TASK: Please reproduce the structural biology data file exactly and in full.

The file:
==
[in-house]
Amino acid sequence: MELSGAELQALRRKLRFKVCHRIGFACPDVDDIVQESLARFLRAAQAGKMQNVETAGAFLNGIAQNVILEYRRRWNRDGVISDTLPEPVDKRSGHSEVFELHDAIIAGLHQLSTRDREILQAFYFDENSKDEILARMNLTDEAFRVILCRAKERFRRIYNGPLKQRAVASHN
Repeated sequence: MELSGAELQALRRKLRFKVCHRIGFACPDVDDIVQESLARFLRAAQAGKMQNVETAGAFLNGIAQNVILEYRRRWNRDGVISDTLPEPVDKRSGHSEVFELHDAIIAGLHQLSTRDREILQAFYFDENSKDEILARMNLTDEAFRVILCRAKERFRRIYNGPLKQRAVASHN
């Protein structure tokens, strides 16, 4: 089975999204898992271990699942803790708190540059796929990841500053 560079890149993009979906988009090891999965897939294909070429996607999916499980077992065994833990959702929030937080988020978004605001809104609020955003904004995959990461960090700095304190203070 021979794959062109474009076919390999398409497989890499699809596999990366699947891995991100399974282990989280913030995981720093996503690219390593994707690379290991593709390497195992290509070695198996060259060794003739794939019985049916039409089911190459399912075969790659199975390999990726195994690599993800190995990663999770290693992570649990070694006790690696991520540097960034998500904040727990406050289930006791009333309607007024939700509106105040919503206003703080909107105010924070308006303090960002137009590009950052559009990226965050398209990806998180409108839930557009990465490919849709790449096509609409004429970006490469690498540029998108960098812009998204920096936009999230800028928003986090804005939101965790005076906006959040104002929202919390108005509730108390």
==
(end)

[in-house]
Amino acid sequence: MELSGAELQALRRKLRFKVCHRIGFACPDVDDIVQESLARFLRAAQAGKMQNVETAGAFLNGIAQNVILEYRRRWNRDGVISDTLPEPVDKRSGHSEVFELHDAIIAGLHQLSTRDREILQAFYFDENSKDEILARMNLTDEAFRVILCRAKERFRRIYNGPLKQRAVASHN
Repeated sequence: MELSGAELQALRRKLRFKVCHRIGFACPDVDDIVQESLARFLRAAQAGKMQNVETAGAFLNGIAQNVILEYRRRWNRDGVISDTLPEPVDKRSGHSEVFELHDAIIAGLHQLSTRDREILQAFYFDENSKDEILARMNLTDEAFRVILCRAKERFRRIYNGPLKQRAVASHN
């Protein structure tokens, strides 16, 4: 089975999204898992271990699942803790708190540059796929990841500053 560079890149993009979906988009090891999965897939294909070429996607999916499980077992065994833990959702929030937080988020978004605001809104609020955003904004995959990461960090700095304190203070 021979794959062109474009076919390999398409497989890499699809596999990366699947891995991100399974282990989280913030995981720093996503690219390593994707690379290991593709390497195992290509070695198996060259060794003739794939019985049916039409089911190459399912075969790659199975390999990726195994690599993800190995990663999770290693992570649990070694006790690696991520540097960034998500904040727990406050289930006791009333309607007024939700509106105040919503206003703080909107105010924070308006303090960002137009590009950052559009990226965050398209990806998180409108839930557009990465490919849709790449096509609409004429970006490469690498540029998108960098812009998204920096936009999230800028928003986090804005939101965790005076906006959040104002929202919390108005509730108390």